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I'll Get You, William Butler...

Stuart Bailie | 14:42 UK time, Wednesday, 10 November 2010

The poetry of WB Yeats has made a few inroads into popular music. The usual suspects have all paid their dues - Van Morrison, Bono, Christy Moore, Shane MacGowan. Meanwhile, Morrissey doffed his quiff in the lyrics to 'Cemetery Gates' and even Spandau Ballet filched the line about a "terrible beauty" in their repellent single, 'Through The Barricades'.

But Mike Scott from The Waterboys is the Yeats champion, sans pareil. Way back, he was dreaming up music to 'The Four Ages Of Man' and then on his 'Fisherman's Blues' collection of 1988, there was masses of awe supplied to 'The Stolen Child'. That was such a suitable tune for Mike, who was also being entranced by the charm of Ireland and the west coast in particular. He was literally away with the fairies.

Now he's in the Opera House, Belfast, with a bold revue, An Appointment With Mr Yeats. The poet's work has been amplified, expanded and rejigged. The tone is sometimes reverential, but why shouldn't The Lake Isle Of Innisfree be delivered like it just fluttered out of Clarksdale, Mississippi? And surely The Second Coming ought to be deeply troubling?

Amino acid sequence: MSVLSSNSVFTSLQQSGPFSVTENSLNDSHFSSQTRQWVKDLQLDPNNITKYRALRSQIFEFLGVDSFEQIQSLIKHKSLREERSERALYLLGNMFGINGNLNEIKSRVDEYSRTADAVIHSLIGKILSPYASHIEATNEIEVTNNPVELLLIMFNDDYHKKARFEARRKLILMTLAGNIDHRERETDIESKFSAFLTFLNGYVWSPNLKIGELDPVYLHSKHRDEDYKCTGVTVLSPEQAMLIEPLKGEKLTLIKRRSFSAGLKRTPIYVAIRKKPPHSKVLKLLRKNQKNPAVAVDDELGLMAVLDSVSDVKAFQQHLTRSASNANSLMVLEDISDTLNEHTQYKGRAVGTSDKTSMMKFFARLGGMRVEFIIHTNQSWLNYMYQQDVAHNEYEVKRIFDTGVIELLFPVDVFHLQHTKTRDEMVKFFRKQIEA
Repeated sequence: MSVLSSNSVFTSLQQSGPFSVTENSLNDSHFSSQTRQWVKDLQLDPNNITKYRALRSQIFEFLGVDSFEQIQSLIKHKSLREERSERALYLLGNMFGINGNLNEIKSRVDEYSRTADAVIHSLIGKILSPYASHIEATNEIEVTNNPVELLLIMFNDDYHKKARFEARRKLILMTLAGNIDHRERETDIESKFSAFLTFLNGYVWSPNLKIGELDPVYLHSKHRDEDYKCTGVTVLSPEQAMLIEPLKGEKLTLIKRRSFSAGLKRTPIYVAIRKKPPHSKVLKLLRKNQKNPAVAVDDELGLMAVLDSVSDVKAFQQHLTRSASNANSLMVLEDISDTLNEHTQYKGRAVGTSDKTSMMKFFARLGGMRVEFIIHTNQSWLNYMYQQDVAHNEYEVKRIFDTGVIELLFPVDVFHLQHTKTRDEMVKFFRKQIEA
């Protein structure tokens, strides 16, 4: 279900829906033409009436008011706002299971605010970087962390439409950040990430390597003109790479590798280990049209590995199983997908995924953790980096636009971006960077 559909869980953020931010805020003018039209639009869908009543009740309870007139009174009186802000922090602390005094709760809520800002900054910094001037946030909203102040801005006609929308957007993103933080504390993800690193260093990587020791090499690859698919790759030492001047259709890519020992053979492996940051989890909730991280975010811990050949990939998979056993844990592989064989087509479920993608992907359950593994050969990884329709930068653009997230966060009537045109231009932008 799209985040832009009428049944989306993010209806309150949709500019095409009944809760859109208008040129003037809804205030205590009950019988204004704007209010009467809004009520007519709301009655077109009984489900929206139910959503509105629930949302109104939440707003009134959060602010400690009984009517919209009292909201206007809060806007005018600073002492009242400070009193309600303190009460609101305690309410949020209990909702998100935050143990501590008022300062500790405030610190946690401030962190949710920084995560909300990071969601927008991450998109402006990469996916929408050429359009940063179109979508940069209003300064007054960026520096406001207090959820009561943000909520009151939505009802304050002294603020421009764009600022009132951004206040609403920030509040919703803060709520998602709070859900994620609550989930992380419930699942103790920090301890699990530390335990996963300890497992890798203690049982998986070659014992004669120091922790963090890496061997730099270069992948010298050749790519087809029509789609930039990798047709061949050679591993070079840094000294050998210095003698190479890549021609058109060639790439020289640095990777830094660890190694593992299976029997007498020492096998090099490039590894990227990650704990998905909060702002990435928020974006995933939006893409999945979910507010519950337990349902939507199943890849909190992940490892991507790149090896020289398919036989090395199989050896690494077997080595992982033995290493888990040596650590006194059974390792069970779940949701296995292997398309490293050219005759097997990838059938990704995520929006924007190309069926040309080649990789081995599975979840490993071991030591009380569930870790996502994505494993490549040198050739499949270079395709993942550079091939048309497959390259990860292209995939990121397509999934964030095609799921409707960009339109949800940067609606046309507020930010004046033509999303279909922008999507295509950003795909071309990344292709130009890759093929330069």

It doesn't all connect, but Scott makes a great defense of the mystic in Yeats, rebuking the critics who don't get the "experiencial" dimension. Hence the swirling degrees of News For The Delphic Oracle, a great chance for fiddle supremo Steve Wickham to get blazing. Likewise with White Birds, which sets its compass defiantly towards the aether.

Coming close to Remembrance Day, An Irish Airman Foresees His Death find the ambiguity in a young man's heart. And of course there is The Stolen Child, still calling us towards the other side, away from the rational and the temporal. Finally, Mike dedicates 'Whole Of The Moon' to the writer, and we watch an amazing film of Yeats in his prime, checking out the camera, a great white Homburg on his head. What a dude.


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